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Slipknot - 'All Hope Is Gone' Review

Slipknot Up to Old Tricks on New Album

About.com Rating 3 Star Rating
User Rating 4 Star Rating (1 Review)


slipknot all hope is gone

Slipknot - 'All Hope Is Gone'

Photo courtesy Roadrunner.
Slipknot traffic in horror-show theatrics – on stage dressed in their fright masks and backed by the swirling energy of the band’s nine members, it can be a jaw-dropping, cathartic experience. On album, though, the band’s songs can feel monolithic without the accompanying visuals. Such is the case with All Hope Is Gone, Slipknot’s fourth record, an occasionally brilliant merging of metal riffs and melodic hooks that too often relies on generically nihilistic lyrics and unvaried musical arrangements to push across its pessimistic worldview.

Drowning in Doom

Put simply, All Hope Is Gone’s 12 songs pursue all the different ways in which life sucks. Instead of delving into specifics, Slipknot, led by frontman Corey Taylor, prefer an all-encompassing lyrical gloom that perhaps feels more universal but can also come across as lazy. Taylor will let fly with a line like “The Bill of Rights is a bill of sale” on the furious title track, but imagine how much more biting the attack would be if the band better articulated their agony. All Hope Is Gone comes at a time when the United States is embroiled in war, scarred by terrorism and suffering through a crippling economic downturn, but while the album’s spitting-mad discontent obliquely references topical concerns, Slipknot seem to be capitalizing on that pent-up frustration rather than saying something meaningful about it.

Going "Psychosocial"

But even if Taylor’s lyrics are disappointingly vague, the way he sings them is consistently impressive. By now, Taylor’s vocal approach is pretty established – a demonic growl that sporadically shifts into actual singing when the moment calls for it – but the technique remains effective. “Psychosocial” is the best vehicle on All Hope Is Gone to showcase his abilities, as Taylor barks the angry verses before easing up for the melodic chorus. Few people do rage as well as he does, but his regular singing voice manages to maintain its aggression without sacrificing tunefulness – a delicate balancing act.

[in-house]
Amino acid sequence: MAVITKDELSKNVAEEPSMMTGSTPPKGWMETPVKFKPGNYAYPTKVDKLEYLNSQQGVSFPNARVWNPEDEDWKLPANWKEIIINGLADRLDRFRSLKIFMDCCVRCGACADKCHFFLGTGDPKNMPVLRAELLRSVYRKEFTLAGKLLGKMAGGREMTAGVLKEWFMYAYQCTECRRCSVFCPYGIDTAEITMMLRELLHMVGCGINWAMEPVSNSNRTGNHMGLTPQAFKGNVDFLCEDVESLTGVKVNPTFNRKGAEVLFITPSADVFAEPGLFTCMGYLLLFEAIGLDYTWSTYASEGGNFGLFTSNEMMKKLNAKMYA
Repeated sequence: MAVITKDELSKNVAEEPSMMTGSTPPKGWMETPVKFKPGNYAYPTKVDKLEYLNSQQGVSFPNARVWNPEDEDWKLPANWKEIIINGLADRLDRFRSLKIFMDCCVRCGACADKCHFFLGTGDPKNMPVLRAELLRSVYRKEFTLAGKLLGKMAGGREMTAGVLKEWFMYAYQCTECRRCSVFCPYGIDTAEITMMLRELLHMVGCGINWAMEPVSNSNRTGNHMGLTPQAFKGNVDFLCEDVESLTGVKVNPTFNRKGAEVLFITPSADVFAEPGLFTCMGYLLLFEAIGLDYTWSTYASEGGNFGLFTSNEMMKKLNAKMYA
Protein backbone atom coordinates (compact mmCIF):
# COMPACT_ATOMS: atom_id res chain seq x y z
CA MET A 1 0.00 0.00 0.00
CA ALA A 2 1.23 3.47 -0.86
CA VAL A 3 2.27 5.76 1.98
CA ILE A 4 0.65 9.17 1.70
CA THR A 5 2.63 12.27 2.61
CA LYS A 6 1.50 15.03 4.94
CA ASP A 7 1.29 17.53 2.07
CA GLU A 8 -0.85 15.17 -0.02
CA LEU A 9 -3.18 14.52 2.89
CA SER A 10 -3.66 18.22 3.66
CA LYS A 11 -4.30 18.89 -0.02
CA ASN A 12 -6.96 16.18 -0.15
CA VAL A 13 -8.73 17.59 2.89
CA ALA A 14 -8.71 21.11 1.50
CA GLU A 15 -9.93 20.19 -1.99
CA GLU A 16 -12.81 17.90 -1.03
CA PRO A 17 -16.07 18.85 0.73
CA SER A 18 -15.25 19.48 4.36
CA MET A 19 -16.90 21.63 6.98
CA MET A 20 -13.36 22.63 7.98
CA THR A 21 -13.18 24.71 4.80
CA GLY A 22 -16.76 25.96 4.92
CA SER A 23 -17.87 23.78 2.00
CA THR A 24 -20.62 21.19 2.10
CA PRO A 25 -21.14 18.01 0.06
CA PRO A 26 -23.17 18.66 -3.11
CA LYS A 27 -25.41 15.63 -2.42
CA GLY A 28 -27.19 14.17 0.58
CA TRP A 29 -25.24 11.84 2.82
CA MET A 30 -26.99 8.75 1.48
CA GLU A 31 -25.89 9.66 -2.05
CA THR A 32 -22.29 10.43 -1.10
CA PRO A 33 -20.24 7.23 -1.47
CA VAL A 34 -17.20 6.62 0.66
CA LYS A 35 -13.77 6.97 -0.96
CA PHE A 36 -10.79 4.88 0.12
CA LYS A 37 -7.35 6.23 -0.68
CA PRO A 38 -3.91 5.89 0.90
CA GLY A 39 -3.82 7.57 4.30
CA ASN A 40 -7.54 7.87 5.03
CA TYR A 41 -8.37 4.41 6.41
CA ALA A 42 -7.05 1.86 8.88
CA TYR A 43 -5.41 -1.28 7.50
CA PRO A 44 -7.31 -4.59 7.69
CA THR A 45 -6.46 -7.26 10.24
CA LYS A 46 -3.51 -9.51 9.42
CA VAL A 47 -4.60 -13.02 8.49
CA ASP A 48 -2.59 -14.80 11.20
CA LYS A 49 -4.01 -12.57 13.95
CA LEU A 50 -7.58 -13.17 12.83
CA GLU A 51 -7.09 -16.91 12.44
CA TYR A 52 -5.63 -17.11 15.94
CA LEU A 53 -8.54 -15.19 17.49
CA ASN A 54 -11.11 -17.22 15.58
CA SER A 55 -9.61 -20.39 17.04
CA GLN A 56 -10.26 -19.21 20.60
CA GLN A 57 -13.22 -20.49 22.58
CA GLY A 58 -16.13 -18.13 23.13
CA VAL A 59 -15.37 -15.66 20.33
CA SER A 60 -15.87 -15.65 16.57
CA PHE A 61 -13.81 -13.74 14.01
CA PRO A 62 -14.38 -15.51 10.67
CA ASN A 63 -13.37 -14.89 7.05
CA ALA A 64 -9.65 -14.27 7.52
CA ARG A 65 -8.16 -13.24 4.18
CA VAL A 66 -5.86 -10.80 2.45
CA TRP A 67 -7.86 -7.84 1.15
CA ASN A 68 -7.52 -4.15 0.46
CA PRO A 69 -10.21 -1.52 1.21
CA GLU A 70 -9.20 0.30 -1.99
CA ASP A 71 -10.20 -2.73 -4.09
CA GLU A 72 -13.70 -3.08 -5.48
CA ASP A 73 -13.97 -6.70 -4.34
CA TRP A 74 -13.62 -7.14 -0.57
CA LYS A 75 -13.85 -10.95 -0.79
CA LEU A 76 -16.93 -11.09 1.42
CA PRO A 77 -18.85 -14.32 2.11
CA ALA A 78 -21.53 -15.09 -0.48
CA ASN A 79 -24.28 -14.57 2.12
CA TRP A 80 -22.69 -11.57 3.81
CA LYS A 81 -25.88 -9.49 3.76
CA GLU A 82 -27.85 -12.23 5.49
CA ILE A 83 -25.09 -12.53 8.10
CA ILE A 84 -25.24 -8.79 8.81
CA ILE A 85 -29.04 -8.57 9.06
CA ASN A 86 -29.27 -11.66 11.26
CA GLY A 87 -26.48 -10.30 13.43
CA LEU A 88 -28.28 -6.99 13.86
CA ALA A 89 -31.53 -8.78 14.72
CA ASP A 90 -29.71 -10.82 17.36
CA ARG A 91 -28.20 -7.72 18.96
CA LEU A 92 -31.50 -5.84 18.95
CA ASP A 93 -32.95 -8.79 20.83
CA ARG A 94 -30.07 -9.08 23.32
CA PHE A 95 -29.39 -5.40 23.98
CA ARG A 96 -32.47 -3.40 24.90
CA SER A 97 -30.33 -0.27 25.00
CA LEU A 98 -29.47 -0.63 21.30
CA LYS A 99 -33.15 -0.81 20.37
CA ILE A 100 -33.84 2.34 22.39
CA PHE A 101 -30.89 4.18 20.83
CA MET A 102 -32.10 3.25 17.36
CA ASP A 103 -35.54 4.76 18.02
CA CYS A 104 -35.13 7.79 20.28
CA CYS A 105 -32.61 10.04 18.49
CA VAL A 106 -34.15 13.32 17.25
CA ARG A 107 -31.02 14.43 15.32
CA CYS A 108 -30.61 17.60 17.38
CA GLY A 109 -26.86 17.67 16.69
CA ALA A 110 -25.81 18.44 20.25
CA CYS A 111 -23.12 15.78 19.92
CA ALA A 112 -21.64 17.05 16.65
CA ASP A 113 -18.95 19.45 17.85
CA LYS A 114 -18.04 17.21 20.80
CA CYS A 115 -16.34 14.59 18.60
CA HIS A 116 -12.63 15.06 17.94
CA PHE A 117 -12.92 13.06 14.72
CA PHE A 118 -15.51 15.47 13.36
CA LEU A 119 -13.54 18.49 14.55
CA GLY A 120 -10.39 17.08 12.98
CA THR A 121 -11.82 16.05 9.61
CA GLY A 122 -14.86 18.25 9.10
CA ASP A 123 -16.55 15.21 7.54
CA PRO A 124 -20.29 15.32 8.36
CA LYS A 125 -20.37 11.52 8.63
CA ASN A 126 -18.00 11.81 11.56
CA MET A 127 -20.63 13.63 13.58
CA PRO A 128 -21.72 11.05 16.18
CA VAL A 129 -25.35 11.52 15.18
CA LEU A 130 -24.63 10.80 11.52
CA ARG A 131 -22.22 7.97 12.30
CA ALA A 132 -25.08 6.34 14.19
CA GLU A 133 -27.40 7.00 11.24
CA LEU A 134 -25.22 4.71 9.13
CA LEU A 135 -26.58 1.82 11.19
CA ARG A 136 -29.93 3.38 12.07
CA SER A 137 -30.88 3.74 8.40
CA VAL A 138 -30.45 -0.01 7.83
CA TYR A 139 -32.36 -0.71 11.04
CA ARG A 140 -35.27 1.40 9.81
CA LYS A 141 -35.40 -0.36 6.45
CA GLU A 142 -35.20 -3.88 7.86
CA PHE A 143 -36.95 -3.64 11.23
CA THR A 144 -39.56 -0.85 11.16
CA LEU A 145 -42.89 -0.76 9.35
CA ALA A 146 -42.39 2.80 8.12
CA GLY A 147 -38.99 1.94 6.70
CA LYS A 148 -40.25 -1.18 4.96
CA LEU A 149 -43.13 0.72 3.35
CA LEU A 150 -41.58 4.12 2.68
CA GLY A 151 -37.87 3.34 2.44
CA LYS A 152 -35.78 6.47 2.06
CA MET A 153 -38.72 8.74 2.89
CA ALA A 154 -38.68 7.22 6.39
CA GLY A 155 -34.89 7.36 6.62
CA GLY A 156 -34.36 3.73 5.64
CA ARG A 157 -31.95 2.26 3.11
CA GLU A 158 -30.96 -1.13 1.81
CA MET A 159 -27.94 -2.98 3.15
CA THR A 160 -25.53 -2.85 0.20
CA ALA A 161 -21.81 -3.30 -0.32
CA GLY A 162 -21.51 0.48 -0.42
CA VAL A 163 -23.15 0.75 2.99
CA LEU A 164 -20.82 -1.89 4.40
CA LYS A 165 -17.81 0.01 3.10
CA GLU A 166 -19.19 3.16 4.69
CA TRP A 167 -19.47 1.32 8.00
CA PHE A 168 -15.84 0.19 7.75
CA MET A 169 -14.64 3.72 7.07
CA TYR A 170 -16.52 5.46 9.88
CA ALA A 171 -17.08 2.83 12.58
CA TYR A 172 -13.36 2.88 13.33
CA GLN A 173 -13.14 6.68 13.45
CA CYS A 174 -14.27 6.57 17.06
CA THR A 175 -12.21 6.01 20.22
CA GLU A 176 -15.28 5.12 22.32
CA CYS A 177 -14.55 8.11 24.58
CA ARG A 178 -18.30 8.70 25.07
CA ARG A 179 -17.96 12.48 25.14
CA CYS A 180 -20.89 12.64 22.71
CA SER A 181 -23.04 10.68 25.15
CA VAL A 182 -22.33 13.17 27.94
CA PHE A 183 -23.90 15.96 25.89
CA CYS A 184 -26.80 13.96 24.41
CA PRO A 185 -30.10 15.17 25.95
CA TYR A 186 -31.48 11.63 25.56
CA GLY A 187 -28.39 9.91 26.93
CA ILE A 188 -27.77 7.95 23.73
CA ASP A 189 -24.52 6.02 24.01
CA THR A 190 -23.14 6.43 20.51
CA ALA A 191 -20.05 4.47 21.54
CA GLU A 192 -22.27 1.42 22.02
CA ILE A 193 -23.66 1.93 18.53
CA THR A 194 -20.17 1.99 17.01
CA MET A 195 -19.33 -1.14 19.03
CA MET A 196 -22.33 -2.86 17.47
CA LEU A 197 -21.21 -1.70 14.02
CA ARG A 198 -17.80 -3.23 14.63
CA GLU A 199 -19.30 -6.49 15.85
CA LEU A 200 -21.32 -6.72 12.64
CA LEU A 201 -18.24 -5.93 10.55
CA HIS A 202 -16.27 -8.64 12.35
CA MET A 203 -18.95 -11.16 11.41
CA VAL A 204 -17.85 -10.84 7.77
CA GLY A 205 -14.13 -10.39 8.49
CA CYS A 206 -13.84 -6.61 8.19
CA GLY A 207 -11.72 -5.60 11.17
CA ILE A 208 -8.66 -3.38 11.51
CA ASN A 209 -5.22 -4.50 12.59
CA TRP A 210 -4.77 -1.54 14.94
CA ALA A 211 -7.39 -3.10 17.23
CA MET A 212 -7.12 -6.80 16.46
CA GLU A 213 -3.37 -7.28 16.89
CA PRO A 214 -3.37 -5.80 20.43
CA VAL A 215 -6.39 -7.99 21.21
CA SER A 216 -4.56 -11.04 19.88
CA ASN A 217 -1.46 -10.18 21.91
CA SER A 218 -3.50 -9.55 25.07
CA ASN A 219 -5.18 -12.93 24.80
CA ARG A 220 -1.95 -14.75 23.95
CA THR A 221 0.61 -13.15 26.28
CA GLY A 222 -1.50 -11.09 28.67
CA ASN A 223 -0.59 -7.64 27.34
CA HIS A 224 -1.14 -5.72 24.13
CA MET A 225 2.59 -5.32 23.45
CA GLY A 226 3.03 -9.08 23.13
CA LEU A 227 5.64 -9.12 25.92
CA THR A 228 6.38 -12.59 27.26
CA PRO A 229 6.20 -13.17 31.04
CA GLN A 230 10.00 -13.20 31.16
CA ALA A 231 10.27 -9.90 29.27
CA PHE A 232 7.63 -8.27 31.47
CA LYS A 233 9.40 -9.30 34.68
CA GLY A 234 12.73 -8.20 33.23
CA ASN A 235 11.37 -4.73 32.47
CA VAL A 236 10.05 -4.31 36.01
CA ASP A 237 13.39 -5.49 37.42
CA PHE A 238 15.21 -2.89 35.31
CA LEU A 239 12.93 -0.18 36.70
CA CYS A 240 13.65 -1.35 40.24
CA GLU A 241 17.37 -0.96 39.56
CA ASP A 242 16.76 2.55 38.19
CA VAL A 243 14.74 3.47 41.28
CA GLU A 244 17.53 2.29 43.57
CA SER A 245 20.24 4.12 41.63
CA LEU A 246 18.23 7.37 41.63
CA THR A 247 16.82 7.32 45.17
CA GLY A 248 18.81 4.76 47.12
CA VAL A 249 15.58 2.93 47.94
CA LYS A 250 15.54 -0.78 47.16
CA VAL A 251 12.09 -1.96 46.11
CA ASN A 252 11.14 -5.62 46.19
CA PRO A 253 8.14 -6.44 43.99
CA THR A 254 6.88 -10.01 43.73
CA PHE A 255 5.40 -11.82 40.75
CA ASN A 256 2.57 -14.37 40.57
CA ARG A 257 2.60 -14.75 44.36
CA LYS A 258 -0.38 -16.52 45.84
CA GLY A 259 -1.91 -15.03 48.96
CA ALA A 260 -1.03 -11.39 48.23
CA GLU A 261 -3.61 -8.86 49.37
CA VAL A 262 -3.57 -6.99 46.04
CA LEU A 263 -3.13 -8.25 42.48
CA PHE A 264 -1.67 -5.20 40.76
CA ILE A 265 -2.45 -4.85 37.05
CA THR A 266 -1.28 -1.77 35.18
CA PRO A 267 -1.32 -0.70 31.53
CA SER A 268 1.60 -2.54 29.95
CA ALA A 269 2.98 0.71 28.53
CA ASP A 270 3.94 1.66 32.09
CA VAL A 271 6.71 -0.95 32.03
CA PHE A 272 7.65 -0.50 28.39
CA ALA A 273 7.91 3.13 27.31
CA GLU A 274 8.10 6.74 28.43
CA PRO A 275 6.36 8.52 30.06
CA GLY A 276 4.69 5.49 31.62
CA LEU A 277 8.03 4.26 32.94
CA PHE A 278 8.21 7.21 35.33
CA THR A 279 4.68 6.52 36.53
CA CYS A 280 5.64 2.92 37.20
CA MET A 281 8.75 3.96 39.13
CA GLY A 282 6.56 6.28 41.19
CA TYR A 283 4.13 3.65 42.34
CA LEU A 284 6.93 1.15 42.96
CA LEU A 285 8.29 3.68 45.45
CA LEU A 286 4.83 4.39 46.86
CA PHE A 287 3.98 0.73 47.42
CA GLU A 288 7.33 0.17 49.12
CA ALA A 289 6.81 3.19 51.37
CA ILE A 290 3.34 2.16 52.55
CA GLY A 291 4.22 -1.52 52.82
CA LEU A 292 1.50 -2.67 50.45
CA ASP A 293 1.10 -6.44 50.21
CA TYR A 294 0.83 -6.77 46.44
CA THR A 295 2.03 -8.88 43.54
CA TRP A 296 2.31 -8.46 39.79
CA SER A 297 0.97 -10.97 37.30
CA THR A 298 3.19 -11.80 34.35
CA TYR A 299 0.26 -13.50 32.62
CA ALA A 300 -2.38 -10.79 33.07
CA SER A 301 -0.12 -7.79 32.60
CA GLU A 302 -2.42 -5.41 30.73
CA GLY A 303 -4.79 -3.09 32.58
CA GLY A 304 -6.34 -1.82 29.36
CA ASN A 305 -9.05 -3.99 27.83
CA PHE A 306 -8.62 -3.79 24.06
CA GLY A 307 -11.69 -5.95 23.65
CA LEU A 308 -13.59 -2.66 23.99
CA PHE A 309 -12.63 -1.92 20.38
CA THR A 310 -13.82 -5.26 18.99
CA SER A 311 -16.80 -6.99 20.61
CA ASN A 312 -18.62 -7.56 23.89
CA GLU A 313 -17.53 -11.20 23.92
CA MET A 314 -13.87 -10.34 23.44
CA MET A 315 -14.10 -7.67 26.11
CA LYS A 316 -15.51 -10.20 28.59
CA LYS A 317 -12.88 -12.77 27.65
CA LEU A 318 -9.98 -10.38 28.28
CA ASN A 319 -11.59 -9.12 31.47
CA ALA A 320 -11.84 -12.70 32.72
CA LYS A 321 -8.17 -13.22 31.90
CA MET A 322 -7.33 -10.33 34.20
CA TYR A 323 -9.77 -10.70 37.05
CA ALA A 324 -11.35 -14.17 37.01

Atmospheric but Problematic

Musically, Slipknot are only moderately successful when they go for complex, dark arrangements on All Hope Is Gone. Straightforward metal tunes like “Butcher’s Hook” and “Gehenna” are rich in atmospherics, but sonically they’re just not very memorable. No question that these headlong assaults are the band’s bread and butter – and on “Gematria (The Killing Name),” Slipknot continue to produce great cage-rattlers – but on the whole they’re not the highlight of All Hope Is Gone, feeling more obligatory than inspired.

Digging Deep on Relationship Songs

Interestingly, relationship songs offer some of the biggest surprises on All Hope Is Gone. On “Snuff” and “Dead Memories,” Taylor takes a moment from addressing society’s corruption to look into his own dark heart. “Dead Memories” is mid-tempo hard rock that seems geared to mainstream radio with its pared-down riffs and Taylor’s emotive singing. And then there’s “Snuff,” a creepy acoustic number that has an appealingly exhausted tone to it. All Hope Is Gone makes the loudest racket yelling about the world’s problems, but it strikes deepest when it focuses on Taylor’s relatable woes.

Best Tracks:


Release date – August 26, 2008

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